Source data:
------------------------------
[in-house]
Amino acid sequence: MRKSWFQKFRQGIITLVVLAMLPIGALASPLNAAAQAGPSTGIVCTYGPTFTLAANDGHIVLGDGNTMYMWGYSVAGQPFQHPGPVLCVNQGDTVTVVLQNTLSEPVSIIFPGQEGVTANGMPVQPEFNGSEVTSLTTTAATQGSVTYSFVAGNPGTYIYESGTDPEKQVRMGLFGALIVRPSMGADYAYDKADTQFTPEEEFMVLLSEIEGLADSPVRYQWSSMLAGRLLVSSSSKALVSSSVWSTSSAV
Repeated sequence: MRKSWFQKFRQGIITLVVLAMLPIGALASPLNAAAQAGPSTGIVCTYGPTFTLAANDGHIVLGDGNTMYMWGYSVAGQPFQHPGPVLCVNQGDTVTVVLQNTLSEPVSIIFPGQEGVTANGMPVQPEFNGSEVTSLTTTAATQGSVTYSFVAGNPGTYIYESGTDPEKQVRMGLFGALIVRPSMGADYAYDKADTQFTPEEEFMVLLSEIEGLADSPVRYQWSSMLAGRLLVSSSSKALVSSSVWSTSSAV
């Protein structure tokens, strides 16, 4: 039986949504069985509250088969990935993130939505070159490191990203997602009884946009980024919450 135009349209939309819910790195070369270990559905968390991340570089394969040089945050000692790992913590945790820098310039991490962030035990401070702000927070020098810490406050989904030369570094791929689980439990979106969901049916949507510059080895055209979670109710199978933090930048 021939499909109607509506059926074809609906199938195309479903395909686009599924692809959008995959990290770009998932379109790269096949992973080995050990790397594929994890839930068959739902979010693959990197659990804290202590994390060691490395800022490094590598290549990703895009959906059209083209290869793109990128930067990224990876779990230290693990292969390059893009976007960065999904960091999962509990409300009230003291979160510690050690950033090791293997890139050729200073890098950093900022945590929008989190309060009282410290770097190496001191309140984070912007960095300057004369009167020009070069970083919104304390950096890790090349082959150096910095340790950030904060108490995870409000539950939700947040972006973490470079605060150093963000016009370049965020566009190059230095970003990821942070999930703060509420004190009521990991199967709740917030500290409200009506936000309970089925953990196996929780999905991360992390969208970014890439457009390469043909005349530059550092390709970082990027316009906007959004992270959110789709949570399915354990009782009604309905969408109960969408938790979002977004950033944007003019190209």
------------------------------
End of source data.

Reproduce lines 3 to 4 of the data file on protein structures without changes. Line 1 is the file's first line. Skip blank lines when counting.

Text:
Repeated sequence: MRKSWFQKFRQGIITLVVLAMLPIGALASPLNAAAQAGPSTGIVCTYGPTFTLAANDGHIVLGDGNTMYMWGYSVAGQPFQHPGPVLCVNQGDTVTVVLQNTLSEPVSIIFPGQEGVTANGMPVQPEFNGSEVTSLTTTAATQGSVTYSFVAGNPGTYIYESGTDPEKQVRMGLFGALIVRPSMGADYAYDKADTQFTPEEEFMVLLSEIEGLADSPVRYQWSSMLAGRLLVSSSSKALVSSSVWSTSSAV
């Protein structure tokens, strides 16, 4: 039986949504069985509250088969990935993130939505070159490191990203997602009884946009980024919450 135009349209939309819910790195070369270990559905968390991340570089394969040089945050000692790992913590945790820098310039991490962030035990401070702000927070020098810490406050989904030369570094791929689980439990979106969901049916949507510059080895055209979670109710199978933090930048 021939499909109607509506059926074809609906199938195309479903395909686009599924692809959008995959990290770009998932379109790269096949992973080995050990790397594929994890839930068959739902979010693959990197659990804290202590994390060691490395800022490094590598290549990703895009959906059209083209290869793109990128930067990224990876779990230290693990292969390059893009976007960065999904960091999962509990409300009230003291979160510690050690950033090791293997890139050729200073890098950093900022945590929008989190309060009282410290770097190496001191309140984070912007960095300057004369009167020009070069970083919104304390950096890790090349082959150096910095340790950030904060108490995870409000539950939700947040972006973490470079605060150093963000016009370049965020566009190059230095970003990821942070999930703060509420004190009521990991199967709740917030500290409200009506936000309970089925953990196996929780999905991360992390969208970014890439457009390469043909005349530059550092390709970082990027316009906007959004992270959110789709949570399915354990009782009604309905969408109960969408938790979002977004950033944007003019190209």